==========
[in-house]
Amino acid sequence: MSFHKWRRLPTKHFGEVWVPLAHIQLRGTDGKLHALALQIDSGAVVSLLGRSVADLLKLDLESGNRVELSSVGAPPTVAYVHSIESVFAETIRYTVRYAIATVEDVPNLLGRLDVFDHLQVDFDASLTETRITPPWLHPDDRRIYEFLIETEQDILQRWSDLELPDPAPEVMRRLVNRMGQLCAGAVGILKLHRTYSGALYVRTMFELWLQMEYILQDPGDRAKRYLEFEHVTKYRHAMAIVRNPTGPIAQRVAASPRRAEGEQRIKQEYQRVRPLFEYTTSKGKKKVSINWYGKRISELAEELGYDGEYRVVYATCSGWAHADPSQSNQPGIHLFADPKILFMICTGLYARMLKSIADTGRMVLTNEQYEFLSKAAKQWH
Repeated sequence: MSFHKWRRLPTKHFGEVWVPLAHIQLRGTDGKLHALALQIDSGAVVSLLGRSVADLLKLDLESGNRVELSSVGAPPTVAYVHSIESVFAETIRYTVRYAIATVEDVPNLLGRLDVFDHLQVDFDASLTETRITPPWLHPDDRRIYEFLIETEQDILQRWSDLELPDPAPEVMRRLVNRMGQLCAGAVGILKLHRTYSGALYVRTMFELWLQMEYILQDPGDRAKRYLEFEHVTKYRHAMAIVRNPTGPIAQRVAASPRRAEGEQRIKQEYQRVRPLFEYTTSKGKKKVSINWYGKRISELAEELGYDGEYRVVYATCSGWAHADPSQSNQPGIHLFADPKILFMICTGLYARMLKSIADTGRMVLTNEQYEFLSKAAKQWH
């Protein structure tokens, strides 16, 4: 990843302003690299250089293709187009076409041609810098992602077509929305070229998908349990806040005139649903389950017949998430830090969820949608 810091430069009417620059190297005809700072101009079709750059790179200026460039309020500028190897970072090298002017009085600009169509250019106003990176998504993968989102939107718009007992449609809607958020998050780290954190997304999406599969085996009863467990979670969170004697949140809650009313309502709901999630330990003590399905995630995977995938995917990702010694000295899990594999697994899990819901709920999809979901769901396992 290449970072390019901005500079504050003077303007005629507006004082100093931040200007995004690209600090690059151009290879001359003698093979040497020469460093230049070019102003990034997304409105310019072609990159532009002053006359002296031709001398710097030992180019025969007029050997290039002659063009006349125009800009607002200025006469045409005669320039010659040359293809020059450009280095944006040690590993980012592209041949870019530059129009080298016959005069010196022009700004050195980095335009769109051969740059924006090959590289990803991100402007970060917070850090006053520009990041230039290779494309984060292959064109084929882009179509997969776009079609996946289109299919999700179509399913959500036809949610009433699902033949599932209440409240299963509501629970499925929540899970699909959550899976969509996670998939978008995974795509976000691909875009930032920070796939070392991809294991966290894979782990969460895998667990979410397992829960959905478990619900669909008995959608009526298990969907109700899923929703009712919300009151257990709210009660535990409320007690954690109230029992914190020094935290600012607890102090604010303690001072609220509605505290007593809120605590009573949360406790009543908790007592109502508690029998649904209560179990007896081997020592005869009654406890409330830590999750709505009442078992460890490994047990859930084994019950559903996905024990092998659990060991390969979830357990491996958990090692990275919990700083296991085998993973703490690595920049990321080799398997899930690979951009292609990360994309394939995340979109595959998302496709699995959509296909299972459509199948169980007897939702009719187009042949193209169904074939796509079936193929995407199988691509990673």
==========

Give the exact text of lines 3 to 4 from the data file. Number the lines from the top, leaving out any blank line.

Repeated sequence: MSFHKWRRLPTKHFGEVWVPLAHIQLRGTDGKLHALALQIDSGAVVSLLGRSVADLLKLDLESGNRVELSSVGAPPTVAYVHSIESVFAETIRYTVRYAIATVEDVPNLLGRLDVFDHLQVDFDASLTETRITPPWLHPDDRRIYEFLIETEQDILQRWSDLELPDPAPEVMRRLVNRMGQLCAGAVGILKLHRTYSGALYVRTMFELWLQMEYILQDPGDRAKRYLEFEHVTKYRHAMAIVRNPTGPIAQRVAASPRRAEGEQRIKQEYQRVRPLFEYTTSKGKKKVSINWYGKRISELAEELGYDGEYRVVYATCSGWAHADPSQSNQPGIHLFADPKILFMICTGLYARMLKSIADTGRMVLTNEQYEFLSKAAKQWH
């Protein structure tokens, strides 16, 4: 990843302003690299250089293709187009076409041609810098992602077509929305070229998908349990806040005139649903389950017949998430830090969820949608 810091430069009417620059190297005809700072101009079709750059790179200026460039309020500028190897970072090298002017009085600009169509250019106003990176998504993968989102939107718009007992449609809607958020998050780290954190997304999406599969085996009863467990979670969170004697949140809650009313309502709901999630330990003590399905995630995977995938995917990702010694000295899990594999697994899990819901709920999809979901769901396992 290449970072390019901005500079504050003077303007005629507006004082100093931040200007995004690209600090690059151009290879001359003698093979040497020469460093230049070019102003990034997304409105310019072609990159532009002053006359002296031709001398710097030992180019025969007029050997290039002659063009006349125009800009607002200025006469045409005669320039010659040359293809020059450009280095944006040690590993980012592209041949870019530059129009080298016959005069010196022009700004050195980095335009769109051969740059924006090959590289990803991100402007970060917070850090006053520009990041230039290779494309984060292959064109084929882009179509997969776009079609996946289109299919999700179509399913959500036809949610009433699902033949599932209440409240299963509501629970499925929540899970699909959550899976969509996670998939978008995974795509976000691909875009930032920070796939070392991809294991966290894979782990969460895998667990979410397992829960959905478990619900669909008995959608009526298990969907109700899923929703009712919300009151257990709210009660535990409320007690954690109230029992914190020094935290600012607890102090604010303690001072609220509605505290007593809120605590009573949360406790009543908790007592109502508690029998649904209560179990007896081997020592005869009654406890409330830590999750709505009442078992460890490994047990859930084994019950559903996905024990092998659990060991390969979830357990491996958990090692990275919990700083296991085998993973703490690595920049990321080799398997899930690979951009292609990360994309394939995340979109595959998302496709699995959509296909299972459509199948169980007897939702009719187009042949193209169904074939796509079936193929995407199988691509990673």